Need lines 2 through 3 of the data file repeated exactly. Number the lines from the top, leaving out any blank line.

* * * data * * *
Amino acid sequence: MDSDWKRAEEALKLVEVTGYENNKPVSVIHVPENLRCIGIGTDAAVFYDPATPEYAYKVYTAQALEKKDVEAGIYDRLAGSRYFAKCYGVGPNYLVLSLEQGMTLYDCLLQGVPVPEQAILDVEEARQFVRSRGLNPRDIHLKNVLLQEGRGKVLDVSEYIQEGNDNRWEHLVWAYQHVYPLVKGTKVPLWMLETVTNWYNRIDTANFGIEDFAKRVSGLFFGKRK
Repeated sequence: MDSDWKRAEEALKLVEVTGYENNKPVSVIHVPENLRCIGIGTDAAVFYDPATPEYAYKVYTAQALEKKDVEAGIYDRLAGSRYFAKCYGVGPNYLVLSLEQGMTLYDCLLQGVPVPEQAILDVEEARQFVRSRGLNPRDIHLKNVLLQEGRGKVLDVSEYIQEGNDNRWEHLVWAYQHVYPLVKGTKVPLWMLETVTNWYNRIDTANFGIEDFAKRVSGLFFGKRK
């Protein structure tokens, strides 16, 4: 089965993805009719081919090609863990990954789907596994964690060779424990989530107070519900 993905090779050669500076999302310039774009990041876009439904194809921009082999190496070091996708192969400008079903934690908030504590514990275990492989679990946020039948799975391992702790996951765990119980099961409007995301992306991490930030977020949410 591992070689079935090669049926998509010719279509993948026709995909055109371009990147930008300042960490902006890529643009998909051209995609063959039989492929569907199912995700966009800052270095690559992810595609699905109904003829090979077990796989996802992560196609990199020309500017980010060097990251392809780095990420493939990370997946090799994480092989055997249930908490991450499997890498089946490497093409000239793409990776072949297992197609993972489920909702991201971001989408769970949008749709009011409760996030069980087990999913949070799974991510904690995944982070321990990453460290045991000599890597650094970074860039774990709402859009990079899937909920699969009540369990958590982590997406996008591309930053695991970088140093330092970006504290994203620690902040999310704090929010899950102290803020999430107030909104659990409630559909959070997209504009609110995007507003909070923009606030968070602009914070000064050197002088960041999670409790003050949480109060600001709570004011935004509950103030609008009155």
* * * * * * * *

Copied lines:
Repeated sequence: MDSDWKRAEEALKLVEVTGYENNKPVSVIHVPENLRCIGIGTDAAVFYDPATPEYAYKVYTAQALEKKDVEAGIYDRLAGSRYFAKCYGVGPNYLVLSLEQGMTLYDCLLQGVPVPEQAILDVEEARQFVRSRGLNPRDIHLKNVLLQEGRGKVLDVSEYIQEGNDNRWEHLVWAYQHVYPLVKGTKVPLWMLETVTNWYNRIDTANFGIEDFAKRVSGLFFGKRK
């Protein structure tokens, strides 16, 4: 089965993805009719081919090609863990990954789907596994964690060779424990989530107070519900 993905090779050669500076999302310039774009990041876009439904194809921009082999190496070091996708192969400008079903934690908030504590514990275990492989679990946020039948799975391992702790996951765990119980099961409007995301992306991490930030977020949410 591992070689079935090669049926998509010719279509993948026709995909055109371009990147930008300042960490902006890529643009998909051209995609063959039989492929569907199912995700966009800052270095690559992810595609699905109904003829090979077990796989996802992560196609990199020309500017980010060097990251392809780095990420493939990370997946090799994480092989055997249930908490991450499997890498089946490497093409000239793409990776072949297992197609993972489920909702991201971001989408769970949008749709009011409760996030069980087990999913949070799974991510904690995944982070321990990453460290045991000599890597650094970074860039774990709402859009990079899937909920699969009540369990958590982590997406996008591309930053695991970088140093330092970006504290994203620690902040999310704090929010899950102290803020999430107030909104659990409630559909959070997209504009609110995007507003909070923009606030968070602009914070000064050197002088960041999670409790003050949480109060600001709570004011935004509950103030609008009155």